Book Review: Rules for Vanishing
Publisher’s Book Description:
In the faux-documentary style of The Blair Witch Project comes the campfire story of a missing girl, a vengeful ghost, and the girl who is determined to find her sister–at all costs.
Once a year, the path appears in the forest and Lucy Gallows beckons. Who is brave enough to find her–and who won’t make it out of the woods?
It’s been exactly one year since Sara’s sister, Becca, disappeared, and high school life has far from settled back to normal. With her sister gone, Sara doesn’t know whether her former friends no longer like her…or are scared of her, and the days of eating alone at lunch have started to blend together. When a mysterious text message invites Sara and her estranged friends to “play the game” and find local ghost legend Lucy Gallows, Sara is sure this is the only way to find Becca–before she’s lost forever. And even though she’s hardly spoken with them for a year, Sara finds herself deep in the darkness of the forest, her friends–and their cameras–following her down the path. Together, they will have to draw on all of their strengths to survive. The road is rarely forgiving, and no one will be the same on the other side.
You may have seen some of my recent reviews and noticed that I am going through a bit of a YA thriller reading streak. The Rules for Vanishing takes readers on a journey down a ghost road in order to find a missing sister and friend, with mixed results.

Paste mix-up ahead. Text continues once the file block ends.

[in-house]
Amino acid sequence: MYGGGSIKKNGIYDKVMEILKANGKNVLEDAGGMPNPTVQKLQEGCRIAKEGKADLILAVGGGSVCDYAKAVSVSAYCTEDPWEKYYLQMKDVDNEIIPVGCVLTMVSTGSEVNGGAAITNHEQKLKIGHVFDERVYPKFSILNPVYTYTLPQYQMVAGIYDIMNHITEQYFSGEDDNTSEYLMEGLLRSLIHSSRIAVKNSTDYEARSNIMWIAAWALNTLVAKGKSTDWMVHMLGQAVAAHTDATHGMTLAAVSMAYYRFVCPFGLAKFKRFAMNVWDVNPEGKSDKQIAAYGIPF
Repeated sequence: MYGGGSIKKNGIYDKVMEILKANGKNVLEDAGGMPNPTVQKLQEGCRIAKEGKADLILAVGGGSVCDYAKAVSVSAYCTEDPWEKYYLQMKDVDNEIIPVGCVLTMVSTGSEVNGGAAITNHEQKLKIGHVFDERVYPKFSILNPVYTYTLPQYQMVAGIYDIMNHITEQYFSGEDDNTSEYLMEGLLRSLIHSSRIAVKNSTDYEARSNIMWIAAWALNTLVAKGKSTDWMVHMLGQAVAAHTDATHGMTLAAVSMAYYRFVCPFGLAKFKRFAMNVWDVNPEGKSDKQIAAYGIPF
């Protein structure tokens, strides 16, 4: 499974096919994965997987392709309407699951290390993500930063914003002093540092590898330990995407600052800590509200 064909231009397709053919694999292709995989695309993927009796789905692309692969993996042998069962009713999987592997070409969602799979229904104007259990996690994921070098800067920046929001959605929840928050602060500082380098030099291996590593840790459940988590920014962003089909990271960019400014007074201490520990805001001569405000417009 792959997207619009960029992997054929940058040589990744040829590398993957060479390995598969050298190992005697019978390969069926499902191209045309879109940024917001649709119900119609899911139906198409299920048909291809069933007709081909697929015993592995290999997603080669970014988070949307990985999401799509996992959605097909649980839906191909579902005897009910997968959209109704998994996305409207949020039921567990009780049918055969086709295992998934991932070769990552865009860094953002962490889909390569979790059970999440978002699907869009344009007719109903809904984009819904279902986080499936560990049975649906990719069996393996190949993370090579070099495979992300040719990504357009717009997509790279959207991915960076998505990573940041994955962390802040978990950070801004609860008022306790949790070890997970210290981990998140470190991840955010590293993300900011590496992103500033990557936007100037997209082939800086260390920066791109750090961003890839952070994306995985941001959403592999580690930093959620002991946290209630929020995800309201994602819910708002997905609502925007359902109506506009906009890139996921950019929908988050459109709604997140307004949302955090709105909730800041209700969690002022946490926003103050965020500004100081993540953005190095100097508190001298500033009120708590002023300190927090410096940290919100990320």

I love a good town with creepy legends story. Here we have a ghost, a ghost road and a missing sister who vanished a year ago trying to find said ghost. It’s a fantastic set up. Unfortunately, what happens on the ghost road gets a bit predictable. You see, along the road the group of teens have to pass through several gates and it is clearly established that once they get through each gate, something awful is going to happen. What that awful looks like is different each time, but there is a bit of built in predictability that I feel hampers the tension in the story. There is a rhtymn established: gate, conflict, brief moment of respite to process what just happened, gate, conflict, brief moment of respite . . . As a reader, I wish that this pattern wasn’t so clearly established.
Don’t get me wrong, there are a few twists and turns along the way. But one of the earlier twists unfortunately undermines the final twist a bit because in some ways, it was already done and far more eerily earlier in the novel.
What this book serves up well is a reflection on family, identity and friendship, all of which have been broken in various ways by the vanishing that occurred a year earlier. Here we see teens wrestling with the after effects of not just loss, but loss without any sense of closure because no one is really sure what happened a year ago. It is this part of the story that feels more fleshed out and compelling.
Overall, I feel that this is an optional purchase. Many teens will be interested in reading it and there are some genuinely creepy moments, but it has a predictability about it that may turn some readers off.
Filed under: Book Reviews
About Karen Jensen, MLS
Karen Jensen has been a Teen Services Librarian for almost 30 years. She created TLT in 2011 and is the co-editor of The Whole Library Handbook: Teen Services with Heather Booth (ALA Editions, 2014).
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